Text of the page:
The room fell dead quiet. All that could be heard was Victoria's ragged, shocked sobs, muffled in Michael's hair.
Fainted, she thought. That's all it is, he'll be fine later. If I could just get him out-
The nurse coughed, quietly. She looked very out of place, and seemed to be very embarrassed and ashamed, at freezing up the moment when everything counted on her. Victoria knew, however, that there was nothing that could have been done to help her grandfather. She knew it the moment he gave her that ring. She looked at it now, and it winked cheerily back at her. If only she had gotten Michael out sooner. She shouldn't have let him see this.
"The other staff should have been here by now," She said, looking at Victoria's father nervously. "There must be a problem. I-I think I might go check it, now. I will send someone in," She added, then quickly headed for the door. Victoria's father did not move, and only lay there, on the dead body of her grandfather.
The nurse let out a little 'Oh!' and turned around, as if she forgot something. She moved towards Victoria's grandfather and passed a hand over his eyes, glancing at Victoria's father, who lay unmoving. And for a second, Victoria thought she saw the nurse inhale deeply, through the mouth, as if a particularly good draft of air passed before her. Then, without a word, she turned round again, knelt beside Victoria, and silently took her brother in her arms, with definite ease, as if he were as light as a pillow. Then she stooped down, and touched Victoria's face that was hidden behind her hair, very quietly and gently. Again, Victoria heard her inhale deeply, this time maybe to calm herself from the gravely quiet room. "I'll send someone in," She repeated, looking at Victoria this time, as her father was clearly not listening, and walked out of the room, pushing past the ugly green door and down the hall, her heels clicking on the cold tile floor.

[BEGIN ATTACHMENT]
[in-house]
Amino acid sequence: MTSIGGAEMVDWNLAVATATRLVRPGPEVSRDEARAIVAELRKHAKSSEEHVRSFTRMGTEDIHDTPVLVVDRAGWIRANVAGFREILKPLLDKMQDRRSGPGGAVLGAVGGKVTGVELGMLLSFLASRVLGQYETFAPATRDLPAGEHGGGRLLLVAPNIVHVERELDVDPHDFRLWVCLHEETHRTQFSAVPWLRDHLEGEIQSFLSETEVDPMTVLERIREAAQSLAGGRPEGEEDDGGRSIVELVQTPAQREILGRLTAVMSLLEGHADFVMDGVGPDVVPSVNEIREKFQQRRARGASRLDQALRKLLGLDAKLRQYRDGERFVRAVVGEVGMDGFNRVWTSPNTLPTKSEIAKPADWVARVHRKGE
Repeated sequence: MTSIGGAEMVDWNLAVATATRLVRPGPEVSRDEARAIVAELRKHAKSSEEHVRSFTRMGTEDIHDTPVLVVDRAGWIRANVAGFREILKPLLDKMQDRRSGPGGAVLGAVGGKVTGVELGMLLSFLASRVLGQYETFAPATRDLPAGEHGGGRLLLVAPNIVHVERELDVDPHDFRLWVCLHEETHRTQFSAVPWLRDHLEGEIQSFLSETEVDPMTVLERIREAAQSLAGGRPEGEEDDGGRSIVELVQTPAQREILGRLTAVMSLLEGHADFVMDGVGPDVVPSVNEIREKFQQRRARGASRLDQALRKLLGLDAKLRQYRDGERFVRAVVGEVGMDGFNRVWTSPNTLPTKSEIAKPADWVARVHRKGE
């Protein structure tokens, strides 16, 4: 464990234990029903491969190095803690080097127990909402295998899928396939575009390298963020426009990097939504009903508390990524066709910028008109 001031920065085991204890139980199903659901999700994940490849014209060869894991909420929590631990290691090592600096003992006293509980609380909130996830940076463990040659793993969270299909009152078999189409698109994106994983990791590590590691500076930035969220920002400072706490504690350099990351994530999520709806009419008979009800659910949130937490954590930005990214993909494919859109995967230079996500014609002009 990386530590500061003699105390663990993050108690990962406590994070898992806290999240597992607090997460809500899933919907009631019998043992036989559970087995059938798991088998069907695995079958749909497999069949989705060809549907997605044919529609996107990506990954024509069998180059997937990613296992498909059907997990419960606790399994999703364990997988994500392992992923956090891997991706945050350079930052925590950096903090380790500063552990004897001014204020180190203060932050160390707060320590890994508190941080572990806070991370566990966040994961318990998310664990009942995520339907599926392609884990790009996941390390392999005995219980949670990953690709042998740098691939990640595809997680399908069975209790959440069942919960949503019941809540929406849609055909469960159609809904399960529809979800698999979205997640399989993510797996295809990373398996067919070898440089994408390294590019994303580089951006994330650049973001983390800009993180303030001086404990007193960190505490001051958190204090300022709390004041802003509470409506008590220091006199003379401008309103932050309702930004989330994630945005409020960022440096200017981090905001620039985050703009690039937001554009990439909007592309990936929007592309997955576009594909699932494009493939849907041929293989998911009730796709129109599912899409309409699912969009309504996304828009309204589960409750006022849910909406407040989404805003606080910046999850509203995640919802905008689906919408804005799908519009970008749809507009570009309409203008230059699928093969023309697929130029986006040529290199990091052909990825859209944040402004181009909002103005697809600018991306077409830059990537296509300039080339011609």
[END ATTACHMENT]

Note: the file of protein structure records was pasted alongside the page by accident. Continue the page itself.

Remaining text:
He will be fine, Victoria thought, but she couldn't help but cry a little more, at the sadness and the misery, but mostly at the shock, because before the nurse left the room with her brother, she smiled, and Victoria could see that she wasn'treally smiling at all.